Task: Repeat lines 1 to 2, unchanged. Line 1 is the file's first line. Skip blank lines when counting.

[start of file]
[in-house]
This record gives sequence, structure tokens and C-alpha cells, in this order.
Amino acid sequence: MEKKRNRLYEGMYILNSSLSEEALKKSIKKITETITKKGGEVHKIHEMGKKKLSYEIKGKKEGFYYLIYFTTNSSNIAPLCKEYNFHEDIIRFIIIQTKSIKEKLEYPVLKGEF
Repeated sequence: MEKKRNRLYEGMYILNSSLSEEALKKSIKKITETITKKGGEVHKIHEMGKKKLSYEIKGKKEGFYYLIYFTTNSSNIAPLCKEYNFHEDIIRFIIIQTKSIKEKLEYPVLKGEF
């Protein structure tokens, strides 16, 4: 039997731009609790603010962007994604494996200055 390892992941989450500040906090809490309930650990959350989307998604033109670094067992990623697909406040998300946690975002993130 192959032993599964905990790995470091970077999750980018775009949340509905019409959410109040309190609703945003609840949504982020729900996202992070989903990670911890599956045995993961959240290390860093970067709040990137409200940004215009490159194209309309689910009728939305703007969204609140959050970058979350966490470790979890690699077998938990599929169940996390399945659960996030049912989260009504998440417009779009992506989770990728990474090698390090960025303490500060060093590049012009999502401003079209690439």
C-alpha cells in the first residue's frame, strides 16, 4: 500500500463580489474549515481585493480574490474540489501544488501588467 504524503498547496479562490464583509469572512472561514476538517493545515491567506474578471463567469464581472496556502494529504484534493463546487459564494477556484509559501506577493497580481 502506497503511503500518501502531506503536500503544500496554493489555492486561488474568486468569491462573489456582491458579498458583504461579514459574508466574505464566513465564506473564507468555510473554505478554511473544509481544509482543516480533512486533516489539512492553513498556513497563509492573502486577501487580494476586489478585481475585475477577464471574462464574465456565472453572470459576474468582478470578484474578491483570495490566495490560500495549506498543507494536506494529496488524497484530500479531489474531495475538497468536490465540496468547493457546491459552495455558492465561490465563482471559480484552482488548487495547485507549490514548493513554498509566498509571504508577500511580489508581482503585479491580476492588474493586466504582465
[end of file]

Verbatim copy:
[in-house]
This record gives sequence, structure tokens and C-alpha cells, in this order.